December 20 2014 Latest news:
Tuesday, March 4, 2014
An area in Ufford, near Woodbridge in Suffolk, has been cordoned off today following the discovery of a human bone in a woodland area by officers investigating the disappearance of Luke Durbin.
Police and Luke Durbin’s family face a tense wait to discover if a piece of human bone belongs to the missing 19-year-old from Hollesley, near Woodbridge.
Detective Superintendent John Brocklebank, the man leading the inquiry to find out what happened to the Hollesley teenager who disappeared in 2006, today stressed it would unwise for anyone to jump to any conclusions at this stage.
The bone was discovered by 30 officers working with the Luke Durbin inquiry team, in a search of woodland in Ufford on February 21.
However, at this stage police have made it clear they must wait for forensic analysis to discover the age and sex of the person it belongs to, as well as how long the bone dates back to.
Around 15-20 officers this morning began a more focused search in the wooded area between the B1438 and The Avenue/Parklands in an effort to find further remains which could help their investigation.
They have cordoned off an area said to be the size of a football pitch and are concentrating their efforts within a smaller area inside that.
Police have said there could be many reasons for the remains being in the woodland, not all of which are suspicious.
In addition they are aware of at least one other person who has been missing for a significant period of time.
Meanwhile, all Mr Durbin’s mother Nicki and the rest of his family can do is wait for the results of tests on the bone, which could take up to two or three weeks.
Det Supt Brocklebank said: “Nicki is fully supportive of what we are doing. She is clearly apprehensive but understands this could be relevant to something that is non-suspicious.
“Nicki is keeping an open mind because there are lots of circumstances which could explain what we have found.”
A Forensic Osteo-Archaeologist is currently at the site as officers look for further remains.
It is understood a search began 12 days ago as part of the ongoing inquiry rather than due of any recent tip-off or new piece of information.
Although the small piece of bone was discovered on Friday, February 21, detectives said tests are still to take place to identify whether it belongs to a male or female, and how old it is.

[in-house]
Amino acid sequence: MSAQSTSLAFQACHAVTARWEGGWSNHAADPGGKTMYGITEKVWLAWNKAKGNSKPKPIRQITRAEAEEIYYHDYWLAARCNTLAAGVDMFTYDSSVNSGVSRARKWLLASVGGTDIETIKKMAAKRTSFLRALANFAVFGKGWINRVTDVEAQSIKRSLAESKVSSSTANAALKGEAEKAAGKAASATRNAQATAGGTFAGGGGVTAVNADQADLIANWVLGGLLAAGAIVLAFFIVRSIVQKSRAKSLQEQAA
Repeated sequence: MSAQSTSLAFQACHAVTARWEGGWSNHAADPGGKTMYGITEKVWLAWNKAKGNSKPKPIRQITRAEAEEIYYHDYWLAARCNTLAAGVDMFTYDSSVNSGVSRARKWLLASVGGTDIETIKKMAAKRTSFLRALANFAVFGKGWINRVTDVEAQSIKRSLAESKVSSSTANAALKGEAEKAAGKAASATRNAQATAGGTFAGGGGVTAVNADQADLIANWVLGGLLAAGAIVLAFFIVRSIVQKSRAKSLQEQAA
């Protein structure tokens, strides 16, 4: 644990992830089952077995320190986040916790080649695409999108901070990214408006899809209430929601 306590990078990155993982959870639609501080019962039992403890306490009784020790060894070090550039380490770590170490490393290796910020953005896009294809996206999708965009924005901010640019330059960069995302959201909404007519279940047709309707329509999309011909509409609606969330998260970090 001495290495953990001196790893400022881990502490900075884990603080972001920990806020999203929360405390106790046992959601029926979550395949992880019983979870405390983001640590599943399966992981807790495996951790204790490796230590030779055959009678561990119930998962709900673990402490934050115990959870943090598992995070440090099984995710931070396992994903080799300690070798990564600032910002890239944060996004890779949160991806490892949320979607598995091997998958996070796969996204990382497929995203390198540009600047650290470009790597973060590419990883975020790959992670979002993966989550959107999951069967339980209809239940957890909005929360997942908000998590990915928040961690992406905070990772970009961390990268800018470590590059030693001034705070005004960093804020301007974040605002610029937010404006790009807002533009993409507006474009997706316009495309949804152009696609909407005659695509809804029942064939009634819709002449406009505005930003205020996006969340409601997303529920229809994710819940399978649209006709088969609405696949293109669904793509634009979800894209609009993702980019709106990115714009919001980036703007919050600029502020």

Specialist officers carried out searches in the wooded area between the B1438 and The Avenue/Parklands 12 days ago, as part of Suffolk Police’s inquiry into 19-year-old Luke from Hollesley, near Woodbridge.
Detective Superintendent John Brocklebank, who is leading the investigation into the teenager’s disappearance in 2006, said: “Officers have been searching the woodland area in Ufford as part of our continued enquiries into Luke’s disappearance.
“We knew Luke frequented this area prior to him going missing and as well as other lines of enquiry, we have also recently searched the woodland area.
“At this very early stage we cannot make any assumptions about the discovery of the small piece of bone, however we have had it confirmed that it is human.
“We now need to establish the identity of the bone which will be carried out by Forensic Anthropologists. This process may take weeks. We also need to carry out a more detailed search of the area, which again may take a number of weeks.
“We have advised Luke’s family of the discovery, but we are keen to stress that we cannot and will not speculate that this is Luke. We need to pass the work to specialists in this field to establish the identity of the bone.”
Initial tests on the bone suggest that it is a small piece of human bone.
Further detailed tests need to be carried out to establish how old the bone is, if it is from a male or female, age of the individual and potentially the identification of who it is from.
Coupled with these tests the area in Ufford will be cordoned off whilst specialist trained officers carry out further detailed searches of the area.